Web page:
That this House calls upon the Government of Canada:

(a) to recognize the genocide of the Armenians and to condemn any attempt to deny or distort a historical truth as being anything less than genocide, a crime against humanity, and

(b) to designate April 24th of every year hereafter throughout Canada as a day of remembrance of the 1.5 million Armenians who fell victim to the first genocide of the twentieth century.

This resolution was adopted, though it was never referred to or studied in a Senate committee. No witnesses were heard and no evidence was received or tested.

Honourable senators, I recently heard that Eddie Goldenberg, the senior policy adviser to Liberal Prime Minister Jean Chrétien, wrote about this in his 2006 book, The Way it Works: Inside Ottawa. I shall record Mr. Goldenberg's words in part, at pages 94 to 96:

... I was having lunch in the Parliamentary Restaurant with Senator Raymond Setlakwe. He... was an unconditional Chrétien loyalist, a member of what the prime minister liked to call his Roman Guard.... During the course of a wide-ranging, cheerful chat, he mentioned to me that the Senate might soon debate a motion condemning the Armenian genocide of 1915, and asked me what I thought.... I told him candidly that I had never given any thought whatsoever to the matter.

... I betrayed my own bias about the usefulness of the Canadian Senate. "I would have thought the Senate has more pressing matters to address than something that happened in another part of the world almost a century ago. I really don't care what the Senate does about it. As far as I'm concerned, if you want to waste your time on that type of resolution, go right ahead."... It didn't cross my mind that he was seeking my considered views as the senior policy adviser to the prime minister of Canada....; I had no idea that he was of Armenian descent.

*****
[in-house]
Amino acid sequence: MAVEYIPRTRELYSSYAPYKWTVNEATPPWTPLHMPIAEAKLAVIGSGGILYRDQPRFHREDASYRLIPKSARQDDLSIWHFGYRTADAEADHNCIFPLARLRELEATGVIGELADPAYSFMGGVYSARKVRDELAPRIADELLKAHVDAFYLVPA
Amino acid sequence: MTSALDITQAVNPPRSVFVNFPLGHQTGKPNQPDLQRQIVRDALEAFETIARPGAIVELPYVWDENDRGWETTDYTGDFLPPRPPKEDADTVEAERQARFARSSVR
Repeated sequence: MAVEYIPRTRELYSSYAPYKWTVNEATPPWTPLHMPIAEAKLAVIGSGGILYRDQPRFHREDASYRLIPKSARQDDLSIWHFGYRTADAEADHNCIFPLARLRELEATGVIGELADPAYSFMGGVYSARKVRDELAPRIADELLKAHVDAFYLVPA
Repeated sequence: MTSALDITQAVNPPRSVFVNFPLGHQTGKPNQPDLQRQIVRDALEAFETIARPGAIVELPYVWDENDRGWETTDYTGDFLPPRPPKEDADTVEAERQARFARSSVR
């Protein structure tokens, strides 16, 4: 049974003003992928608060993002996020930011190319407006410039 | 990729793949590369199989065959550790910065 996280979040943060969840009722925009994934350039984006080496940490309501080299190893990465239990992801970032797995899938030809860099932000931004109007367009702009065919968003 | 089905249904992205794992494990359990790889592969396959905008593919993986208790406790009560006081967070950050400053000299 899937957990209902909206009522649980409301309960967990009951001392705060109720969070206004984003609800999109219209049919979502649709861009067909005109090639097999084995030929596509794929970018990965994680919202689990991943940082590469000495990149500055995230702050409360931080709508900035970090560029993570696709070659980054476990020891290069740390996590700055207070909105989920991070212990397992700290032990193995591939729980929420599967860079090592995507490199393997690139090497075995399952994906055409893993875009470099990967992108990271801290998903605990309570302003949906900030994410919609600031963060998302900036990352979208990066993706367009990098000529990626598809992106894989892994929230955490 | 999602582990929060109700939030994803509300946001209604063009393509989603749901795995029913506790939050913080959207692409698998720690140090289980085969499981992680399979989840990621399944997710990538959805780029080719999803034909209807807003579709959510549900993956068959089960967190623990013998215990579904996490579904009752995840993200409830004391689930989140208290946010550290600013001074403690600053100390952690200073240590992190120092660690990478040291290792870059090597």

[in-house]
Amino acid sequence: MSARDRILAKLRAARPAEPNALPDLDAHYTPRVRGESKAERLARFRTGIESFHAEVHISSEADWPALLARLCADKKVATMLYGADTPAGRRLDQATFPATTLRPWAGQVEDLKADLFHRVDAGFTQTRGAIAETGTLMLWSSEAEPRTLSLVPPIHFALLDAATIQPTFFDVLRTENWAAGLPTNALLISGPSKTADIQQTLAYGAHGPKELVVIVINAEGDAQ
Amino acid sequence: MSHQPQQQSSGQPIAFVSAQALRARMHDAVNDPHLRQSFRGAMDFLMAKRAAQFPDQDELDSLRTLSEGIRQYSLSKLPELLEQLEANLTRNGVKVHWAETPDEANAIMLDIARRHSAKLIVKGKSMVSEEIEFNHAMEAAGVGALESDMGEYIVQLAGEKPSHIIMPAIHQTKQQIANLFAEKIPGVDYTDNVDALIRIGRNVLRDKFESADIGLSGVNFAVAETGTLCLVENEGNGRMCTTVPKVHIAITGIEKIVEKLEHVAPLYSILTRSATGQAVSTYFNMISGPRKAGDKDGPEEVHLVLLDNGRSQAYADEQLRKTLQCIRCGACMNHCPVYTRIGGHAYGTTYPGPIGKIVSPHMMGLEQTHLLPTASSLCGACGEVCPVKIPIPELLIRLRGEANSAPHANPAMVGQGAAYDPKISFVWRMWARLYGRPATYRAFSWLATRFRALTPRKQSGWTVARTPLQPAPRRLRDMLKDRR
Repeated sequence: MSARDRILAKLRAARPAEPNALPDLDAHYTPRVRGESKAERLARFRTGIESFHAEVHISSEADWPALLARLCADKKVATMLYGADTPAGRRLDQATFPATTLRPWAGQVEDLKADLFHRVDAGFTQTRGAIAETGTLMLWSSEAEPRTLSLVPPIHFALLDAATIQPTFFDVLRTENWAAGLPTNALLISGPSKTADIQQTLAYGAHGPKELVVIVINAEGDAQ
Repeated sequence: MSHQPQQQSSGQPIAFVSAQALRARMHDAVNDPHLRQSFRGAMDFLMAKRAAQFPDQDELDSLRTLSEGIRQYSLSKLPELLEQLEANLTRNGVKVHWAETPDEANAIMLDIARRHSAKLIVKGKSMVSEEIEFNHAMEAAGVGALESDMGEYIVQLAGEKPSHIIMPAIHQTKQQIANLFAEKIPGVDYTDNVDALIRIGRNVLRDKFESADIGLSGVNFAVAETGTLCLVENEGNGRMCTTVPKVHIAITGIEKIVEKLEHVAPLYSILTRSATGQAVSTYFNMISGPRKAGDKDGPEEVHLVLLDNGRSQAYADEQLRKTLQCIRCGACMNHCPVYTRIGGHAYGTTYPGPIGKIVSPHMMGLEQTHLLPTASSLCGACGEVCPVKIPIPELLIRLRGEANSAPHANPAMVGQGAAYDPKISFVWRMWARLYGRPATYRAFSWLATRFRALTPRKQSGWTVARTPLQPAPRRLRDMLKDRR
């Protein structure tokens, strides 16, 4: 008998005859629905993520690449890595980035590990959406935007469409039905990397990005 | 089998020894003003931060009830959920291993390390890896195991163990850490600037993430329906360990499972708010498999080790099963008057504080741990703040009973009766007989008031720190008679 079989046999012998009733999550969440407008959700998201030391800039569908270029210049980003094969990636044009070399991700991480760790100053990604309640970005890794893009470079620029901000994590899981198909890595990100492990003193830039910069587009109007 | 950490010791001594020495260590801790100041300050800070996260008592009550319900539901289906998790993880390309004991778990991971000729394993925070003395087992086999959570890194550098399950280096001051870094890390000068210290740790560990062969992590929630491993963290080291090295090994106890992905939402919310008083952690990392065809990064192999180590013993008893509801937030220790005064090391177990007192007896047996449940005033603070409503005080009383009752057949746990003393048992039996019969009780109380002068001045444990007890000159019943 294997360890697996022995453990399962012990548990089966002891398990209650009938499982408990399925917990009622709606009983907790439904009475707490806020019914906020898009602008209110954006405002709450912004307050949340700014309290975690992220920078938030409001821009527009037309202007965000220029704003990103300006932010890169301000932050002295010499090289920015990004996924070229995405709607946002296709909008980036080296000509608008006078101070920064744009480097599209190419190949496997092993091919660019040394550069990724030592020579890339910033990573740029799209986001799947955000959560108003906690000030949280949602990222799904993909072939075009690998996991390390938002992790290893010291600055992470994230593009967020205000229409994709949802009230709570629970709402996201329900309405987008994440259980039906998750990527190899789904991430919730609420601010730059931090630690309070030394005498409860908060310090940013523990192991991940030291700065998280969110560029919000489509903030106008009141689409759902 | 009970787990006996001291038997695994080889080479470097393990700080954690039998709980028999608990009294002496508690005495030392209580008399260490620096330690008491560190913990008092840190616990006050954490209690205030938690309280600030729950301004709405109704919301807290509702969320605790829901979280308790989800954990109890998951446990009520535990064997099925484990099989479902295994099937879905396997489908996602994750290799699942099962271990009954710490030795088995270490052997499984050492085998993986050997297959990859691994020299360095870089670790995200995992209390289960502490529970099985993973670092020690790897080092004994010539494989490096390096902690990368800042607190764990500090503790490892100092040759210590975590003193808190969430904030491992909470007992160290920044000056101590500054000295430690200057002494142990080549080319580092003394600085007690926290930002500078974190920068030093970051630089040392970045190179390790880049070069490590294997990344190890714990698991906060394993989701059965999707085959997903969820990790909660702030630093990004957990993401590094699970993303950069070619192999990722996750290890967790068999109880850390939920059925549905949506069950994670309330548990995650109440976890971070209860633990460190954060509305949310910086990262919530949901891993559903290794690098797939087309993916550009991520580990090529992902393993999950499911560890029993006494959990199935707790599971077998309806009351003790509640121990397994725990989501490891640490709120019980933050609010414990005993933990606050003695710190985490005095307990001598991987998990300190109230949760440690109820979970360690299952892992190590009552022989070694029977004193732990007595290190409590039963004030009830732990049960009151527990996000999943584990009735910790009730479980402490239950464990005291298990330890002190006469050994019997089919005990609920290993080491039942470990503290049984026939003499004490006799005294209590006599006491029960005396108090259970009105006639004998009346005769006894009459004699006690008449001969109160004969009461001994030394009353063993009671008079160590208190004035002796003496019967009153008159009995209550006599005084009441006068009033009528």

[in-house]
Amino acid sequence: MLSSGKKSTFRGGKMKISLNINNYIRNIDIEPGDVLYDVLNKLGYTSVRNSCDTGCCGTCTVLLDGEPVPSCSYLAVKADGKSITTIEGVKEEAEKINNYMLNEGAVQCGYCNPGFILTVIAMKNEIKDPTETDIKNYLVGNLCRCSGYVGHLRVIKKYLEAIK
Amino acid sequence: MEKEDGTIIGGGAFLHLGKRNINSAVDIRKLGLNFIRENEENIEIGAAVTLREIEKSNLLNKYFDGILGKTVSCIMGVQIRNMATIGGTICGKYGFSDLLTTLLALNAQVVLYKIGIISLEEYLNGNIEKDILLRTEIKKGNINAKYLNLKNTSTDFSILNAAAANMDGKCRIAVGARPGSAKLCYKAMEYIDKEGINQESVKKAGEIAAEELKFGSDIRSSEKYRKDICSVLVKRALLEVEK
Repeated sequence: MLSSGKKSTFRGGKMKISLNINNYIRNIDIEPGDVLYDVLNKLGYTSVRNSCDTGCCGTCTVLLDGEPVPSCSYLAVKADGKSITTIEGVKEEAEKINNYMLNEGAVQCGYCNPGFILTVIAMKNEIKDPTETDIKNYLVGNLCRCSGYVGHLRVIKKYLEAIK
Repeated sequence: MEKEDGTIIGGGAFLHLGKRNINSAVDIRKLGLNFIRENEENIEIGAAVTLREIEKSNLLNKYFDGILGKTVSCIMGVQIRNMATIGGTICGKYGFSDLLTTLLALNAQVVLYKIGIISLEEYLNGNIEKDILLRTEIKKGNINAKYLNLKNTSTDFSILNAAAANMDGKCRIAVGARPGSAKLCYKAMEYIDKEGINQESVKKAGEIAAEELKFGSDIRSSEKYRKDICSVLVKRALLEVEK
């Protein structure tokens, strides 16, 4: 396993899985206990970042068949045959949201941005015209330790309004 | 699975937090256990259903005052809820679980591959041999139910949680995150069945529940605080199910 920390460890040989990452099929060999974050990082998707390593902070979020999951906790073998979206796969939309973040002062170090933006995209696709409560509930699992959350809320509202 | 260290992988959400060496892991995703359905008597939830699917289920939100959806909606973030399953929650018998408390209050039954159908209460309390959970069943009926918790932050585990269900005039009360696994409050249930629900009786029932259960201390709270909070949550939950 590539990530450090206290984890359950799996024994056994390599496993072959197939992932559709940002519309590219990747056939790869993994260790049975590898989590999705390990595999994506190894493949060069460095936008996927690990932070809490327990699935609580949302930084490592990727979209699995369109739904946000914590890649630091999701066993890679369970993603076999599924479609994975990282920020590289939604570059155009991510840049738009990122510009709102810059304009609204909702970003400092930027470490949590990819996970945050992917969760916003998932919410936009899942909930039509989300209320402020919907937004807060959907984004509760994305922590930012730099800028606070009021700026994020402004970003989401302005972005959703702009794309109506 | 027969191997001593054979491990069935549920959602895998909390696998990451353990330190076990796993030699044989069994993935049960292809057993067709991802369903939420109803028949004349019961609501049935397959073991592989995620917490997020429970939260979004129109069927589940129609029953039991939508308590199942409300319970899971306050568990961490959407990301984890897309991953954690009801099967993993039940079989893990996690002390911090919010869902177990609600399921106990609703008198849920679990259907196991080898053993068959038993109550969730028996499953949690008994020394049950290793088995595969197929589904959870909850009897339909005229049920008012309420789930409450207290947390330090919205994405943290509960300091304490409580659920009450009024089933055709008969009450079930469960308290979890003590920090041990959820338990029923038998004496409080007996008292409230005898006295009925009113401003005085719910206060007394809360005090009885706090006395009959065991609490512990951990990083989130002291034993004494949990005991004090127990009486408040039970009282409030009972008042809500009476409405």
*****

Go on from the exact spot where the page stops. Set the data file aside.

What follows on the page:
A few days later, I was the most surprised person in the world to learn that I had made an important decision. The word was out that I had reversed a long-standing position of the government (of which I was completely unaware), and that the PMO apparently no longer objected if the Senate was to proceed with the resolution on the Armenian genocide. I got frantic calls from Sharon Carstairs, the leader of the government in the Senate, and Lloyd Axworthy, the minister of foreign affairs, telling me that I might have caused a major problem in relations between Canada and Turkey by what I thought was an off-handed comment to my lunch companion, and certainly not a decision. I relearned an important lesson, which is that anything said by a member of the PMO is easily misinterpreted as instructions or orders when they are merely questions, thoughts, ideas, or personal views, or even just a matter of passing unsolicited representations on to someone else.